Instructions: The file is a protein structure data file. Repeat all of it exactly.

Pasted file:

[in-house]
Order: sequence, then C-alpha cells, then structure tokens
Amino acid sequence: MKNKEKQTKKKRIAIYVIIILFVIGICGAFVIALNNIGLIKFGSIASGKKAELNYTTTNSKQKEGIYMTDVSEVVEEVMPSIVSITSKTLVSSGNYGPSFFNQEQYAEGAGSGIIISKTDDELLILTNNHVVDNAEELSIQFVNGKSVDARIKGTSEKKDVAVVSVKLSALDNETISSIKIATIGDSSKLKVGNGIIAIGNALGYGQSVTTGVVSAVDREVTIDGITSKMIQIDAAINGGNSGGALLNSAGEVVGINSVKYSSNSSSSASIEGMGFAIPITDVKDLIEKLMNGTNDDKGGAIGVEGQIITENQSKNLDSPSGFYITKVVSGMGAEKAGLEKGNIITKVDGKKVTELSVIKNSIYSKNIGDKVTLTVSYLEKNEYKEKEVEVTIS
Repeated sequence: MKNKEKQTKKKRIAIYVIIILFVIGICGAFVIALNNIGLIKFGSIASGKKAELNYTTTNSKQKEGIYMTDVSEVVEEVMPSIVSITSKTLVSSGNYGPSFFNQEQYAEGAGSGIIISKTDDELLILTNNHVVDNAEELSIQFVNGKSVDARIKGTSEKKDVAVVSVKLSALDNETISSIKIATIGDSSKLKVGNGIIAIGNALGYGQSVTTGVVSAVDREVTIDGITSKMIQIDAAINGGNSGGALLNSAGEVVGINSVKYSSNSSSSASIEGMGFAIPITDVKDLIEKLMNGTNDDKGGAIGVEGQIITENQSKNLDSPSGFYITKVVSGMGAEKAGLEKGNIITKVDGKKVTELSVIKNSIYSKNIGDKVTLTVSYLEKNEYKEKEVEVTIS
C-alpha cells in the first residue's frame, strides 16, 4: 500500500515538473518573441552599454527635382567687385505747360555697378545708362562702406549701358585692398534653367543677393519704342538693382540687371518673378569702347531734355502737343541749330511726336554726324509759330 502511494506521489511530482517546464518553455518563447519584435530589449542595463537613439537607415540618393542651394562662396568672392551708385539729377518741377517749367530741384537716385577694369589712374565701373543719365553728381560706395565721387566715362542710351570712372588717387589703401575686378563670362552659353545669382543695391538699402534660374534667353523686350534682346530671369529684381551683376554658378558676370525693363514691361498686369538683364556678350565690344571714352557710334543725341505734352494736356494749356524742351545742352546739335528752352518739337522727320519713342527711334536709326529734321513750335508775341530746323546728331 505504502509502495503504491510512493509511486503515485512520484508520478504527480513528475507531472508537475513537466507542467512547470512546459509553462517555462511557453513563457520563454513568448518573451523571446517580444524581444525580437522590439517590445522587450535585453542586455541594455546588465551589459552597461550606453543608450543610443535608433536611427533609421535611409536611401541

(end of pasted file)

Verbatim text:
[in-house]
Order: sequence, then C-alpha cells, then structure tokens
Amino acid sequence: MKNKEKQTKKKRIAIYVIIILFVIGICGAFVIALNNIGLIKFGSIASGKKAELNYTTTNSKQKEGIYMTDVSEVVEEVMPSIVSITSKTLVSSGNYGPSFFNQEQYAEGAGSGIIISKTDDELLILTNNHVVDNAEELSIQFVNGKSVDARIKGTSEKKDVAVVSVKLSALDNETISSIKIATIGDSSKLKVGNGIIAIGNALGYGQSVTTGVVSAVDREVTIDGITSKMIQIDAAINGGNSGGALLNSAGEVVGINSVKYSSNSSSSASIEGMGFAIPITDVKDLIEKLMNGTNDDKGGAIGVEGQIITENQSKNLDSPSGFYITKVVSGMGAEKAGLEKGNIITKVDGKKVTELSVIKNSIYSKNIGDKVTLTVSYLEKNEYKEKEVEVTIS
Repeated sequence: MKNKEKQTKKKRIAIYVIIILFVIGICGAFVIALNNIGLIKFGSIASGKKAELNYTTTNSKQKEGIYMTDVSEVVEEVMPSIVSITSKTLVSSGNYGPSFFNQEQYAEGAGSGIIISKTDDELLILTNNHVVDNAEELSIQFVNGKSVDARIKGTSEKKDVAVVSVKLSALDNETISSIKIATIGDSSKLKVGNGIIAIGNALGYGQSVTTGVVSAVDREVTIDGITSKMIQIDAAINGGNSGGALLNSAGEVVGINSVKYSSNSSSSASIEGMGFAIPITDVKDLIEKLMNGTNDDKGGAIGVEGQIITENQSKNLDSPSGFYITKVVSGMGAEKAGLEKGNIITKVDGKKVTELSVIKNSIYSKNIGDKVTLTVSYLEKNEYKEKEVEVTIS
C-alpha cells in the first residue's frame, strides 16, 4: 500500500515538473518573441552599454527635382567687385505747360555697378545708362562702406549701358585692398534653367543677393519704342538693382540687371518673378569702347531734355502737343541749330511726336554726324509759330 502511494506521489511530482517546464518553455518563447519584435530589449542595463537613439537607415540618393542651394562662396568672392551708385539729377518741377517749367530741384537716385577694369589712374565701373543719365553728381560706395565721387566715362542710351570712372588717387589703401575686378563670362552659353545669382543695391538699402534660374534667353523686350534682346530671369529684381551683376554658378558676370525693363514691361498686369538683364556678350565690344571714352557710334543725341505734352494736356494749356524742351545742352546739335528752352518739337522727320519713342527711334536709326529734321513750335508775341530746323546728331 505504502509502495503504491510512493509511486503515485512520484508520478504527480513528475507531472508537475513537466507542467512547470512546459509553462517555462511557453513563457520563454513568448518573451523571446517580444524581444525580437522590439517590445522587450535585453542586455541594455546588465551589459552597461550606453543608450543610443535608433536611427533609421535611409536611401541